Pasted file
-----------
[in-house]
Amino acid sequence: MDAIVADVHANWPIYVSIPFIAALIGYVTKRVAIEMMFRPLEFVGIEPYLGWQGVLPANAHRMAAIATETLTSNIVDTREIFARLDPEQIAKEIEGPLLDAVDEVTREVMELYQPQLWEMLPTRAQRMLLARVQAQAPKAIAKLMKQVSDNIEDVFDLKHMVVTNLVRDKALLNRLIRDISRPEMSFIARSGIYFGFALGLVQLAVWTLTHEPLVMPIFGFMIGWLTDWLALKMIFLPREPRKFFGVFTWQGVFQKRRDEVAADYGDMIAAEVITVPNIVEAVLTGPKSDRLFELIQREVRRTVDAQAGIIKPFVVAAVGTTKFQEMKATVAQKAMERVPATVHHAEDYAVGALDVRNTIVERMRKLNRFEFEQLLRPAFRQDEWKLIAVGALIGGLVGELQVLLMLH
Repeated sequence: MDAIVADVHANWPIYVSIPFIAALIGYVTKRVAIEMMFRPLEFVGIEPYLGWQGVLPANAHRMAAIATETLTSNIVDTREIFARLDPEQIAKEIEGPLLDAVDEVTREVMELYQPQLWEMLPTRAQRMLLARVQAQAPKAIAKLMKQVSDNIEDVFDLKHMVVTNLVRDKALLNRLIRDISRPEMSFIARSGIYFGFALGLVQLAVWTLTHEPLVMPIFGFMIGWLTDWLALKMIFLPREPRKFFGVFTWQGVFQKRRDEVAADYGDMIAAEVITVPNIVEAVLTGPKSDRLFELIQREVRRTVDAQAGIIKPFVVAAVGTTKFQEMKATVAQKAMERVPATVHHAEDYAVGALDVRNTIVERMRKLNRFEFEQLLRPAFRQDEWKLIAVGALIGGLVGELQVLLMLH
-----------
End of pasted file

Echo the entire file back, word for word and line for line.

[in-house]
Amino acid sequence: MDAIVADVHANWPIYVSIPFIAALIGYVTKRVAIEMMFRPLEFVGIEPYLGWQGVLPANAHRMAAIATETLTSNIVDTREIFARLDPEQIAKEIEGPLLDAVDEVTREVMELYQPQLWEMLPTRAQRMLLARVQAQAPKAIAKLMKQVSDNIEDVFDLKHMVVTNLVRDKALLNRLIRDISRPEMSFIARSGIYFGFALGLVQLAVWTLTHEPLVMPIFGFMIGWLTDWLALKMIFLPREPRKFFGVFTWQGVFQKRRDEVAADYGDMIAAEVITVPNIVEAVLTGPKSDRLFELIQREVRRTVDAQAGIIKPFVVAAVGTTKFQEMKATVAQKAMERVPATVHHAEDYAVGALDVRNTIVERMRKLNRFEFEQLLRPAFRQDEWKLIAVGALIGGLVGELQVLLMLH
Repeated sequence: MDAIVADVHANWPIYVSIPFIAALIGYVTKRVAIEMMFRPLEFVGIEPYLGWQGVLPANAHRMAAIATETLTSNIVDTREIFARLDPEQIAKEIEGPLLDAVDEVTREVMELYQPQLWEMLPTRAQRMLLARVQAQAPKAIAKLMKQVSDNIEDVFDLKHMVVTNLVRDKALLNRLIRDISRPEMSFIARSGIYFGFALGLVQLAVWTLTHEPLVMPIFGFMIGWLTDWLALKMIFLPREPRKFFGVFTWQGVFQKRRDEVAADYGDMIAAEVITVPNIVEAVLTGPKSDRLFELIQREVRRTVDAQAGIIKPFVVAAVGTTKFQEMKATVAQKAMERVPATVHHAEDYAVGALDVRNTIVERMRKLNRFEFEQLLRPAFRQDEWKLIAVGALIGGLVGELQVLLMLH